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Going back to school with special needs

As the summer winds down, parents can help to prepare  children for the upcoming changes.

When it comes to making the transition from lazy summer days to the structure of school, parents of special needs kids have special concerns. But no matter the child, it all comes down to routine in September.

"The biggest thing you can do to help any child adjust to back-to-school is get them back in a routine," advises Kathy Palermo, program coordinator for the Green Tree School in Germantown, which has been serving students with emotional disabilities, autism spectrum disorders and preschool developmental delays since 1957.

"Getting to bed earlier and getting up earlier is really the big one."

Palermo suggests creating a small book of family photos for preschool-aged children with special needs to bring along to school with them. "If they start getting upset at school, they can look at it," she notes. Packing a familiar lunch or snack for your child, and making sure all of their necessary school supplies are laid out the night before classes begin can also help smooth the way for a happy school day.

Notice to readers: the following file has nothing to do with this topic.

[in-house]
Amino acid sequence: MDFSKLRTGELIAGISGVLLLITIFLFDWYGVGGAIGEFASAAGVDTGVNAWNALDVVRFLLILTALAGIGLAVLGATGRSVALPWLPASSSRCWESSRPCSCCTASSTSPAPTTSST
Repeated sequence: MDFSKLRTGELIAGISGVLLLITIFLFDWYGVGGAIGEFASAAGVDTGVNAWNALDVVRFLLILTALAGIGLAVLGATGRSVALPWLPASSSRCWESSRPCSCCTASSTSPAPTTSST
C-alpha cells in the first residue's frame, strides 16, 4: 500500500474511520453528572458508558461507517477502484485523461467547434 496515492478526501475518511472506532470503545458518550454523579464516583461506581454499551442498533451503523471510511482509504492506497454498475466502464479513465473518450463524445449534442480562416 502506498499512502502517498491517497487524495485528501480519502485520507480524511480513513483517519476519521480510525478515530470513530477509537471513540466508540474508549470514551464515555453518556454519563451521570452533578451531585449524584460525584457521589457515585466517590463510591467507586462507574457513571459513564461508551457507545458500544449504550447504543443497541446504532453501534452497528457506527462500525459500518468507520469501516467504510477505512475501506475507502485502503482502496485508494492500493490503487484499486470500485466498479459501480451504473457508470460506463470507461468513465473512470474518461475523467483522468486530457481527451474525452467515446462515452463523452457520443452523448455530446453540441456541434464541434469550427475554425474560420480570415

It also may help to do a practice visit. "Though the school may be closed, at least go there and take a walk around before school starts," says Palermo. "If you know the bus route, perhaps take them that way. If you can find out the schedule ahead of time, go through it with your child. Teachers will do this as well."

Last but not least, don't demand interaction as soon as your child arrives home. "Give kids time to relax when they get home," Palermo advises. "And this goes for any kid: Don't ask how was your day --ask something specific."

 
 
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